Preliminary efficacy results were highly similar to those for the AMS 800 (American Medical Systems, Minnetonka, MN, USA). Total continence, as evaluated by pad use, was achieved in 3/4 patients using the ZSI 375 and was stable over 12 months. Continence was improved in a further 11% of patients. Data from the Food and Drug Administration in the USA give a 73% total continence rate for the AMS 800 and an 88% improvement rate [11].

The ZSI 375 was designed to simplify AUS implantation because of the long learning curve needed to achieve mastery of the implantation procedure, to manage complications, and to perform surgical revisions. In the present series of implantations, complications and revision rates were similar to those for the standard AUS that is in current use, the AMS800, with surgeons trained in AUS surgery [12–15].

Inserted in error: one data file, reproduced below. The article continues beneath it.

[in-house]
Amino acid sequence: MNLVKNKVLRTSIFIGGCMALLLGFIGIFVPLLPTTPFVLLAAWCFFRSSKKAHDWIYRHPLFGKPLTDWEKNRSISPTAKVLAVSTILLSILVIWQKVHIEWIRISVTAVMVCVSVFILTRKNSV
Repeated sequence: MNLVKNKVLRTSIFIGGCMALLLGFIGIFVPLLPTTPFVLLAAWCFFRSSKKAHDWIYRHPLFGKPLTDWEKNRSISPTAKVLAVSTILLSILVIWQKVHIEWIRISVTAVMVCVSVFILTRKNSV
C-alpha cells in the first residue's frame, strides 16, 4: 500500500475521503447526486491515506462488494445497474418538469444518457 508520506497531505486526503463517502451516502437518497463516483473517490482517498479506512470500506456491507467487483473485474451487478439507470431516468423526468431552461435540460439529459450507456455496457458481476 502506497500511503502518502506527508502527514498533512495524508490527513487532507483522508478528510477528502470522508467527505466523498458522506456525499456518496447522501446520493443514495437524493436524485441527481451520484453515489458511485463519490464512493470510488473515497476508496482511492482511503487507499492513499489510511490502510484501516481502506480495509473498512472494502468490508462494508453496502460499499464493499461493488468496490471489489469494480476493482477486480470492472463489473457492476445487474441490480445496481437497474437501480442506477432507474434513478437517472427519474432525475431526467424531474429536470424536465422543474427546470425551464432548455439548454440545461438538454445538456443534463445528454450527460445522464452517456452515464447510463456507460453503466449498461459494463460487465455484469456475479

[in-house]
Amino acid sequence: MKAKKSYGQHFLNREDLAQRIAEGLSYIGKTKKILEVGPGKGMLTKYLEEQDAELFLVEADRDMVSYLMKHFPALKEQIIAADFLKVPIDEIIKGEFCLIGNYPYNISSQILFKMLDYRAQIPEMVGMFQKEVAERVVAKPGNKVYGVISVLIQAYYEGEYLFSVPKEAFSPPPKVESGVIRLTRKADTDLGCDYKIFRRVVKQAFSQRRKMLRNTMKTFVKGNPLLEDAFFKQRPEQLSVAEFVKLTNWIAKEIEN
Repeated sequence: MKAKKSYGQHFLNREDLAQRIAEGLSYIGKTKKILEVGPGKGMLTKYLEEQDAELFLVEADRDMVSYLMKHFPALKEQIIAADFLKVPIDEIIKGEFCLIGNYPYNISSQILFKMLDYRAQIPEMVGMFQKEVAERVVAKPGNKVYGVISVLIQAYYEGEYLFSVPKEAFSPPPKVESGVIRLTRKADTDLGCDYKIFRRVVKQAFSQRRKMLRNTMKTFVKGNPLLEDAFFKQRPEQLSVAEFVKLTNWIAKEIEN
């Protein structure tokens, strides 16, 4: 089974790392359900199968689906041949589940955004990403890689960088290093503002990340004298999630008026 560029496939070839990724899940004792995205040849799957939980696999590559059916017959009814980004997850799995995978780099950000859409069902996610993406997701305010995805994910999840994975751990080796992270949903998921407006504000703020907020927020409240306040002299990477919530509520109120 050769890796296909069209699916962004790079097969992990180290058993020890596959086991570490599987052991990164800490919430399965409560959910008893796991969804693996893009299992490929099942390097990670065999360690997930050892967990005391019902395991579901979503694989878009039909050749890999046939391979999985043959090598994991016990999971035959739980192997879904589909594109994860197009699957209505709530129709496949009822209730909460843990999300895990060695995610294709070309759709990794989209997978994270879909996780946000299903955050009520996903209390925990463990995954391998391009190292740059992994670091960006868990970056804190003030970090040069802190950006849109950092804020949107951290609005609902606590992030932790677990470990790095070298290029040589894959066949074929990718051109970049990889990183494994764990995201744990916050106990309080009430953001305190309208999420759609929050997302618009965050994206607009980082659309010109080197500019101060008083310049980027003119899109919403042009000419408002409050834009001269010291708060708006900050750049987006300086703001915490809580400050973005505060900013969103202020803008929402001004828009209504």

An interesting feature of the ZSI 375 device is the absence of an abdominal reservoir. The abdominal reservoir of the AUS was a fixture designed at a time when most cases of male urinary incontinence were still secondary to surgery for prostate adenoma; however, with the development of RP for the treatment of localized prostate cancer and of post-cystectomy bladder replacement, the number of procedures in the USA rose from 2500 to 6000 between 2001 and 2004 [9]. The abdominal approach for reservoir placement can be tricky, especially in cases of widespread sub-peritoneal detachment of pelvic tissue during laparoscopy. It has given way to ectopic placement (preperitoneal or lumbar/iliac region) of the pressure-regulating balloon [16]. However, using a pressure-regulating spring in the intrascrotal pump, as in the ZSI 375 device, instead of an abdominal reservoir has greatly simplified the procedure, reducing operating time and risk of infection. On the one hand, operating time is further reduced by use of a pre-connected device. In addition, the risk of air in the tube and of filling fluid leakage into the tube is lower. On the other hand, the ZSI 375 pump size is larger than the AMS 800 pump size but similar to that for penile implants.